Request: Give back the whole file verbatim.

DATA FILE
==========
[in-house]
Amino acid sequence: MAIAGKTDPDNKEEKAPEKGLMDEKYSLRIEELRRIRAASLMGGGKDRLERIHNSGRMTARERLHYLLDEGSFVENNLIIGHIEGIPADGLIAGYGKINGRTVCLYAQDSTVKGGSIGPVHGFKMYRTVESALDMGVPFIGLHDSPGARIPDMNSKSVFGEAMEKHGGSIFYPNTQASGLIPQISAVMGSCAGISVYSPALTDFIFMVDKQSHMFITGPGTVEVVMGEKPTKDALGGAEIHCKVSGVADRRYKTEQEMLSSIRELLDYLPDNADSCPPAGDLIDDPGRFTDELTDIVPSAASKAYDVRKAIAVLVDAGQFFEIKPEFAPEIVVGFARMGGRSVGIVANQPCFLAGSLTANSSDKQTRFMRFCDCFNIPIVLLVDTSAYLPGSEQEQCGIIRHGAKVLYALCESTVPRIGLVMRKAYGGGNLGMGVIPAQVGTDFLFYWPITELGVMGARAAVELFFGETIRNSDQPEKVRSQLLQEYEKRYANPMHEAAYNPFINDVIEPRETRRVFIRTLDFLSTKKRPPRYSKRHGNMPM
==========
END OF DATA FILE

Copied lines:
[in-house]
Amino acid sequence: MAIAGKTDPDNKEEKAPEKGLMDEKYSLRIEELRRIRAASLMGGGKDRLERIHNSGRMTARERLHYLLDEGSFVENNLIIGHIEGIPADGLIAGYGKINGRTVCLYAQDSTVKGGSIGPVHGFKMYRTVESALDMGVPFIGLHDSPGARIPDMNSKSVFGEAMEKHGGSIFYPNTQASGLIPQISAVMGSCAGISVYSPALTDFIFMVDKQSHMFITGPGTVEVVMGEKPTKDALGGAEIHCKVSGVADRRYKTEQEMLSSIRELLDYLPDNADSCPPAGDLIDDPGRFTDELTDIVPSAASKAYDVRKAIAVLVDAGQFFEIKPEFAPEIVVGFARMGGRSVGIVANQPCFLAGSLTANSSDKQTRFMRFCDCFNIPIVLLVDTSAYLPGSEQEQCGIIRHGAKVLYALCESTVPRIGLVMRKAYGGGNLGMGVIPAQVGTDFLFYWPITELGVMGARAAVELFFGETIRNSDQPEKVRSQLLQEYEKRYANPMHEAAYNPFINDVIEPRETRRVFIRTLDFLSTKKRPPRYSKRHGNMPM